If you’re looking for a budget holiday, you’re going to struggle with ski. Between the package itself, lift passes, equipment hire and a hefty amount of fondue, you’re probably going to spend a pretty penny (allow around €300 for the extras). That said, if you go off-season (mid-late January and school-term time in February and March are good bets), you’ll save a chunk of money. And while chalet catered meals are a dream, self-catering is a solid option for pinching the pennies — just check the amenities in your resort before booking.

5. Should I go DIY or with a package?

Highlife chalet in Val d'Isere
Highlife chalet in Val d'Isere

While booking everything independently is entirely possible (and sometimes cheaper), for first-time skiers a package makes life a lot easier. Everything can be taken care of in advance, you don’t have to pay airline ski carriage fees if you’re renting, and reps are usually on site to deal with any potential issues. Simply put, there are far more moving parts at play with ski than a ‘regular’ holiday — you don’t want to spend your first day trundling between equipment shops and trying to figure out lift passes.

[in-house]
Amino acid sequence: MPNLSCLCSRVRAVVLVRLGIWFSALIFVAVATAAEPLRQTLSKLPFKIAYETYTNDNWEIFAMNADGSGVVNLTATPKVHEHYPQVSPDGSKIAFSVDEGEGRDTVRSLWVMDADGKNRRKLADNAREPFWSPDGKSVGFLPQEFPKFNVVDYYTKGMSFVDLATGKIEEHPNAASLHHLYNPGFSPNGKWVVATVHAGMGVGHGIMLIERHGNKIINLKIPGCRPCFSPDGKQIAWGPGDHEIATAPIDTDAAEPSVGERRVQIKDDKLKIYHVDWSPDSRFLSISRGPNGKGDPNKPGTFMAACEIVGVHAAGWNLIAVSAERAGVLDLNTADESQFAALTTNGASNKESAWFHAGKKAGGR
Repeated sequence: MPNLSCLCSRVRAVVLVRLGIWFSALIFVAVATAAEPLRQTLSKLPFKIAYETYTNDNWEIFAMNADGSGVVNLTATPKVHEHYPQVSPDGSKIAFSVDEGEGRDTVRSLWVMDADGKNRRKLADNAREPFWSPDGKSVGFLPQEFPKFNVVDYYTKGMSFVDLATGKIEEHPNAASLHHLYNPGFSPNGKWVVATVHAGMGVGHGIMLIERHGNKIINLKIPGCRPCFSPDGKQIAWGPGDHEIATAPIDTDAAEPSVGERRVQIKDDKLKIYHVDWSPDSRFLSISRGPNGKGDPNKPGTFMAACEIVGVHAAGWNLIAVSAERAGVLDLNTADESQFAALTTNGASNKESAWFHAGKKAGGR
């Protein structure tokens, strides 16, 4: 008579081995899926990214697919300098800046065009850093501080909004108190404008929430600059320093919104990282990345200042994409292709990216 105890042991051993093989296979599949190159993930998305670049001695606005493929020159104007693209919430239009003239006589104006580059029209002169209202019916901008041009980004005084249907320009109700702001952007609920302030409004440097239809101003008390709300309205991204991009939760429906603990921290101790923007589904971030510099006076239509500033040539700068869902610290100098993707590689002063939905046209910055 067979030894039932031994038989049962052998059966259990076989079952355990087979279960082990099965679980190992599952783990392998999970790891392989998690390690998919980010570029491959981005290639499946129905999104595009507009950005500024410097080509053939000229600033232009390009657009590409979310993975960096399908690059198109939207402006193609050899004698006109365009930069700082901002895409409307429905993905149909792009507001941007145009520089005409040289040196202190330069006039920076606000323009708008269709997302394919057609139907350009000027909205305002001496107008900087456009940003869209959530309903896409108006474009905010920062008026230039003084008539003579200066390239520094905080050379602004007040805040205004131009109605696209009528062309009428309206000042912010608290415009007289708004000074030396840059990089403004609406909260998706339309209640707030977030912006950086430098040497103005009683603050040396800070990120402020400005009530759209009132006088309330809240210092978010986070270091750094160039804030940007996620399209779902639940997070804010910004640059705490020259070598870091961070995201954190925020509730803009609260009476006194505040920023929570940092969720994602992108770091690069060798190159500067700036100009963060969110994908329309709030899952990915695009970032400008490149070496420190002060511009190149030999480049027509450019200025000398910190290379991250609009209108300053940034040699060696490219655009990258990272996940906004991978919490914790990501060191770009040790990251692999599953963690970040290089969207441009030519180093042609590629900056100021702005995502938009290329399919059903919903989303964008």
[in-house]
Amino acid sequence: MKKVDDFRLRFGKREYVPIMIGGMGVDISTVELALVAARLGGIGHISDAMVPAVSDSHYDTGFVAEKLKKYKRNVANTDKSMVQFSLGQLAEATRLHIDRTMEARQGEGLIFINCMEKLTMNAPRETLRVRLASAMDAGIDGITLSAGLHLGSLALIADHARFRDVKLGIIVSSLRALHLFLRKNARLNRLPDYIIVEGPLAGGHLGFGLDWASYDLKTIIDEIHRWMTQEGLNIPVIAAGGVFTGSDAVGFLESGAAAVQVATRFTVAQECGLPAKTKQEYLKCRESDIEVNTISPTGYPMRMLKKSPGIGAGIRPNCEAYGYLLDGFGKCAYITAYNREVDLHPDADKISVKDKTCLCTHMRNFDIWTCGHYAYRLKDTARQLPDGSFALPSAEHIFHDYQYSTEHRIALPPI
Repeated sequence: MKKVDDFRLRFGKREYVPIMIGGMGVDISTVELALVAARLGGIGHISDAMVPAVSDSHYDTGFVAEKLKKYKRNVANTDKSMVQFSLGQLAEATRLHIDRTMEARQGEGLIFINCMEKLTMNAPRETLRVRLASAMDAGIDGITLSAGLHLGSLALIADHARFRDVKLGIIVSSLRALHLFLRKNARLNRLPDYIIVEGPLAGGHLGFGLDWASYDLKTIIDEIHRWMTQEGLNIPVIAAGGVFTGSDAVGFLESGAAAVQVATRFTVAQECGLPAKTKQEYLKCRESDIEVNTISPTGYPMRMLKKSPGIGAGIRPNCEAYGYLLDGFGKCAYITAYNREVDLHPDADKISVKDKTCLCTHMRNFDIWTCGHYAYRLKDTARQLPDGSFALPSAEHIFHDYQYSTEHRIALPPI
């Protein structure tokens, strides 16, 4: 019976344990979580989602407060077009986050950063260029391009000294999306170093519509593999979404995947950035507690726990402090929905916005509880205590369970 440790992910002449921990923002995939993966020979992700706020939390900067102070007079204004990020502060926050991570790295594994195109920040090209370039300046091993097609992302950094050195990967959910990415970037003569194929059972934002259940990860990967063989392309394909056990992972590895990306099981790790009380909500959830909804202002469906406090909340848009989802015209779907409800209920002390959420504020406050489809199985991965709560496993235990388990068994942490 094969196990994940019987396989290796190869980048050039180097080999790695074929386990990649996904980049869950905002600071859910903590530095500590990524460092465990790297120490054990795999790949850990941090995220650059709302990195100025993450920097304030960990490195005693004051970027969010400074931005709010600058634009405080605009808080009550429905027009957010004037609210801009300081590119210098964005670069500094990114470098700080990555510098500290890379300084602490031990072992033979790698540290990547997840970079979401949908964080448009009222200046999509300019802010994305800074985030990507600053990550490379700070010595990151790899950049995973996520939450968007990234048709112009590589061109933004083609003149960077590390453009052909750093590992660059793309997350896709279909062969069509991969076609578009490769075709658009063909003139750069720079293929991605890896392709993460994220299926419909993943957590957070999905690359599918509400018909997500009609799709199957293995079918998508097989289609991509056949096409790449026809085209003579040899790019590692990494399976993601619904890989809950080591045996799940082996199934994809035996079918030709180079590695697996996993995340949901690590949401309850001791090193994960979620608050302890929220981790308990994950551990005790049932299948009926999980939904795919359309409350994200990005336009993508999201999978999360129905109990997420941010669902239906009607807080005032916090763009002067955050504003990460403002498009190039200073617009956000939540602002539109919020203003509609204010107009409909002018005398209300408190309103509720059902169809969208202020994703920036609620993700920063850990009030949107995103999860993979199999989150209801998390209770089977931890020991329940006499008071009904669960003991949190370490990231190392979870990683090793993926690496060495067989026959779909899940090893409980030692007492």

6. Do I have to ski every single day?

Absolutely not. And, in my experience, your thighs will be screaming for a break after day one. If you’re unsure how the skiing will go, pick a resort with lots of activities and make the most of them. Think steaming cups of hot chocolate by the fire, walks through snowy villages and, if you play your cards right, a long soak in an outdoor hot tub. You can also choose resorts near cities, where you can mooch between shops or bars, and there are some amazing spas in the mountains — try Le Grand Bellevue in Gstaad (see panel), for example, or the Austrian resorts within a short transfer of Salzburg.